Bitcoin “hires” miners to process transactions in this way through a “competitive bookkeeping” process (Yermack 2017). Mining is a process whereby specific network nodes (“miners”) arrange new transactions into a sequence, and time-stamp them by solving a puzzle of sorts: by guessing an arbitrarily long number after making billions of random guesses. The guessing process can be made faster by committing more computing power to the network. Thus, a miner’s probability of being able to provide the “proof-of-work” required to update the ledger is proportional to the computing power s/he controls. The computing power committed every 10 min to blocks of transactions recorded in the ledger accumulates and forms a barrier to hacking, making it practically impossible to edit past transaction records contained in the blockchain (i.e., the proof-of-work would have to be entirely redone for every block added after the edited one, which is too computationally intensive and too costly to achieve). Miners get rewarded in Bitcoin for their work, which involves costs in hardware and electricity, as per the Bitcoin protocol.

Consensus mechanisms: novel solutions to the universal problems of organizing

Whereas mining organizes Bitcoin payment processing, “humans must first decide what protocol to run before the machines can enforce it (Lopp 2016)”. To distinguish the logic of blockchain from its governance and re-design process, we define machine consensus as the process whereby blockchain produces agreement (aided by miners efforts) on the ordering of transactions through the time-stamping created by miners succeeding at guessing a random number; and social consensus as the process whereby miners vote on protocol update proposals introduced by volunteer developers. Machine consensus and social consensus fuel Bitcoin’s novel organizational model and become integrated through the unique mining process based on computing power provision.

Machine consensus: the bitcoin payment system

Proof-of-work mining is a computationally intensive and highly redundant process that generates inefficiencies in terms of energy consumption. But as a result, the blockchain record cannot be tampered with at a profit. With machine consensus, tasks are allocated based on commitments in computing power, and rewarded competitively based on the outcome of mining. All mining-related data are publicly auditable for the entire network. Table 1 shows how Bitcoin as a payment system organizes differently from banks and payment organizations.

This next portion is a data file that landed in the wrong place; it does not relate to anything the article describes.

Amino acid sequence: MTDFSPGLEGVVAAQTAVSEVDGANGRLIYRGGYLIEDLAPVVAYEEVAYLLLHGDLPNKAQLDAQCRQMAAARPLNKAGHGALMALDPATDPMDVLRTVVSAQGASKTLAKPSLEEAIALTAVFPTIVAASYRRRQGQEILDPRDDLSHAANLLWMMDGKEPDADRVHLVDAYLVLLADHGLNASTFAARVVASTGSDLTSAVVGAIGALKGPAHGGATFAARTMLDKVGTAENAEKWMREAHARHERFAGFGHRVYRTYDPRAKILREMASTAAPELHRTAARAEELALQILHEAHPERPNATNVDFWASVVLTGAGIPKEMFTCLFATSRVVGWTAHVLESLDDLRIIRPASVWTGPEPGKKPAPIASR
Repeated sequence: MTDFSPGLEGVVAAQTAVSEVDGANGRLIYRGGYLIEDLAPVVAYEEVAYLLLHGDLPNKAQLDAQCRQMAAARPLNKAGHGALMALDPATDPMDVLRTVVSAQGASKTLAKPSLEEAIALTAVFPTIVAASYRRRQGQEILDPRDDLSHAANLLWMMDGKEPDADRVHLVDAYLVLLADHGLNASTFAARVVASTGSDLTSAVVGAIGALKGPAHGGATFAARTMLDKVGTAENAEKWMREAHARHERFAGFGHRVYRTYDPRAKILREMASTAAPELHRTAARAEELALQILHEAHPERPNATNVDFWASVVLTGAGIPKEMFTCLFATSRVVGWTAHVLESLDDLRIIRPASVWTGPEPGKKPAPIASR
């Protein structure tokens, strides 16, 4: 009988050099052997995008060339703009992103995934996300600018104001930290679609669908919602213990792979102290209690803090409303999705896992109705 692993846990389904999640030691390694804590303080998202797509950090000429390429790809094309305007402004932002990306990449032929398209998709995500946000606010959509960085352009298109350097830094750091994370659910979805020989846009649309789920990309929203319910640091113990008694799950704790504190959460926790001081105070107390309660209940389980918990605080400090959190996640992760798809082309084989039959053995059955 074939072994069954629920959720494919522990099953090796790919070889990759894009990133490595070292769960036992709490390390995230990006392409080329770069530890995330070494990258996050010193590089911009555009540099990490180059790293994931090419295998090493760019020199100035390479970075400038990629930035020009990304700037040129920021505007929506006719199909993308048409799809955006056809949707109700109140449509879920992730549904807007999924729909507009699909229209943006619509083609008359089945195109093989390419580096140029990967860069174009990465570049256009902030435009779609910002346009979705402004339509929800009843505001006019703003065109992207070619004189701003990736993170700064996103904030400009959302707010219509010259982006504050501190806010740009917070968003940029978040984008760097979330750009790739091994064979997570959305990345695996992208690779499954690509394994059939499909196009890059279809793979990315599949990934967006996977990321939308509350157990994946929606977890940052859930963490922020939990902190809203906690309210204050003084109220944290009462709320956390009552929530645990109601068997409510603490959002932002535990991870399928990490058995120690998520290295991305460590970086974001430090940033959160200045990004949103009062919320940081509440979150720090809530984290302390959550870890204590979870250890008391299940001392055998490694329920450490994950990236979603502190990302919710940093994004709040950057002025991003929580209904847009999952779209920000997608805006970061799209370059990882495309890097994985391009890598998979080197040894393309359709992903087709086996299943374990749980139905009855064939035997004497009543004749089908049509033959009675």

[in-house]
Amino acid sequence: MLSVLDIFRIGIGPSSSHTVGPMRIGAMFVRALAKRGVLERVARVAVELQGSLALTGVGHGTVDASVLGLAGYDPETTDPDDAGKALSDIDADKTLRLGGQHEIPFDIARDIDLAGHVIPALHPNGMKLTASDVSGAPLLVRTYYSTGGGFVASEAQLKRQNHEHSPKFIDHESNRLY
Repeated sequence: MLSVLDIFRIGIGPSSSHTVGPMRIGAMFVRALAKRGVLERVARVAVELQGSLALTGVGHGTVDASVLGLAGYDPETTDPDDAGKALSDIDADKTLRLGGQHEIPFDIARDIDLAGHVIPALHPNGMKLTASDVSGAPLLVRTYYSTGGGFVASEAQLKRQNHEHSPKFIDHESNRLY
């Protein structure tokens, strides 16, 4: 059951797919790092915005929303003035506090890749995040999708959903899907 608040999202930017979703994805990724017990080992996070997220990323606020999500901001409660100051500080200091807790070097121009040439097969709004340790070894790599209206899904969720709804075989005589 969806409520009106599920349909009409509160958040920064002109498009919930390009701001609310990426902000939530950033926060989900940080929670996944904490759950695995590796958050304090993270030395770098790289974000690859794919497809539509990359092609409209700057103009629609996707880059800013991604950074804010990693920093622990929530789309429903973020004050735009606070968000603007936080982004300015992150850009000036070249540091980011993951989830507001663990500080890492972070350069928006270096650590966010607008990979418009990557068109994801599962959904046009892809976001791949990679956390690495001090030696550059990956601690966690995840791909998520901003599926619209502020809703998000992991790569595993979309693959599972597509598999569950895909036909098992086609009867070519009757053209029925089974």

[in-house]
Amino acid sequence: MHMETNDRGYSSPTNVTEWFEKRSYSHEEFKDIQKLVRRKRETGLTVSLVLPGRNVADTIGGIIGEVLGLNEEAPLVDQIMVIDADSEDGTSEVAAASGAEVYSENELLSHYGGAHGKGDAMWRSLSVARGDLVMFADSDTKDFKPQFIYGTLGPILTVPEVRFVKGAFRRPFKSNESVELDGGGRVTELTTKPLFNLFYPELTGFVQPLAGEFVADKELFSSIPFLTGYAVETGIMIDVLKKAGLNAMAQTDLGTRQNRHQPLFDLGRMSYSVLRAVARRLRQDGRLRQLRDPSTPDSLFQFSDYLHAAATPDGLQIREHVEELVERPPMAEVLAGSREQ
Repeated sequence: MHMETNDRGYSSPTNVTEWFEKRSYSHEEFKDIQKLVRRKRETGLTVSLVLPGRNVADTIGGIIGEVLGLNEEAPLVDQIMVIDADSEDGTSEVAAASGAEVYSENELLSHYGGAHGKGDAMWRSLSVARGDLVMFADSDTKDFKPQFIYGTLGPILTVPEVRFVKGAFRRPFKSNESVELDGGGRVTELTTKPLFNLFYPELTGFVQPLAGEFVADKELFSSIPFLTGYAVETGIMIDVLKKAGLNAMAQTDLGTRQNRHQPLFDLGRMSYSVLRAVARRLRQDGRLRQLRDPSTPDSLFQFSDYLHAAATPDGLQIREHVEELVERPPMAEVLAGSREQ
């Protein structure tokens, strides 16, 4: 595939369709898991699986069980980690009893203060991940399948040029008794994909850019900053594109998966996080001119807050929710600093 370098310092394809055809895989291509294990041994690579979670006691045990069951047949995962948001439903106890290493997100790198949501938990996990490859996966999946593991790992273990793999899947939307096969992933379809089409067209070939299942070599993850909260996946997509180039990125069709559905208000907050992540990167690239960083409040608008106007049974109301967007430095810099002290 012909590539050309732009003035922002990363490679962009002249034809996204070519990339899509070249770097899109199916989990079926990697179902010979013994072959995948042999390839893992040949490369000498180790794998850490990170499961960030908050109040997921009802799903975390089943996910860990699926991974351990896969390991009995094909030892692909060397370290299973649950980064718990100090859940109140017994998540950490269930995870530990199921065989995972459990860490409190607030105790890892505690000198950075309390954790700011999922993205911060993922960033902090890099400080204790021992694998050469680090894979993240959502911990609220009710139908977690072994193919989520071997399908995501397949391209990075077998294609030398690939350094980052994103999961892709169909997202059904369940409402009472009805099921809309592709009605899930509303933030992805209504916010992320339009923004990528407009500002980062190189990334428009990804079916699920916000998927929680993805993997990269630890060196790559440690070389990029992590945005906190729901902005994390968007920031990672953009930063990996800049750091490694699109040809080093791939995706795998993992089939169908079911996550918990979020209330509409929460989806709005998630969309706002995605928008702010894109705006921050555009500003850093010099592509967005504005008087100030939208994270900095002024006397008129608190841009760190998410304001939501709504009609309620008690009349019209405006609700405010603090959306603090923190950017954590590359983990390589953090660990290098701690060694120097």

Table 1

Banks and payment organizations vs. Bitcoin on their forms of organizing


Provision of a payment system

Banks and payment organizations



Centralized hierarchies

Mining: competitive bookkeeping

Task division

Centralized task division by job descriptions/definitions, divided by formal organizational structure

Task division is based on the criterion of computing power dedicated for mining, and is automated by the blockchain software in a decentralized fashion.

Task allocation

Assigned by formal hierarchies

Miners self-select into the network. However, competitive bookkeeping only allocates ayment validation tasks to the winning miner (essentially chosen at random, though the probability of winning is proportional to computing power committed).

Reward distribution

Defined by formal compensation/incentive programs. In general, reward schemes are not publicly available.

Automated, randomized, transparent. Linked with task allocation through competitive bookkeeping.

Information flow

Centrally controlled by organizational rules. Inconsistencies can persist across teams, divisions, or subsidiaries.

Transaction history is recorded in the blockchain, which is publicly auditable and immutable. Information is distributed among network nodes and machine consensus ensures all nodes have the same record.

Social consensus: protocol upgrades

Underlying the Bitcoin payment system is the blockchain software supported by ongoing protocol updates (Wang and Vergne 2017). In terms of governance, miners’ voting on protocol update proposals resembles the community-based management of open source software development (OSSD) observed for projects such as Linux. It aligns stakeholder expectations (Lopp 2016) and facilitates knowledge sharing, problem solving, and the realization of collective outcomes (O'Mahony and Lakhani 2011). Like OSSD, Bitcoin software development is also open source, decentralized, and community-based. Bitcoin communities of volunteer software developers collaborate in a non-hierarchical network and self-select into tasks and roles based on expertise and preferences. Over time, a team of core Bitcoin developers has formed and become increasingly influential in the community, even though their work is not funded by a centralized organization, but by a sponsorship program that relies on donations.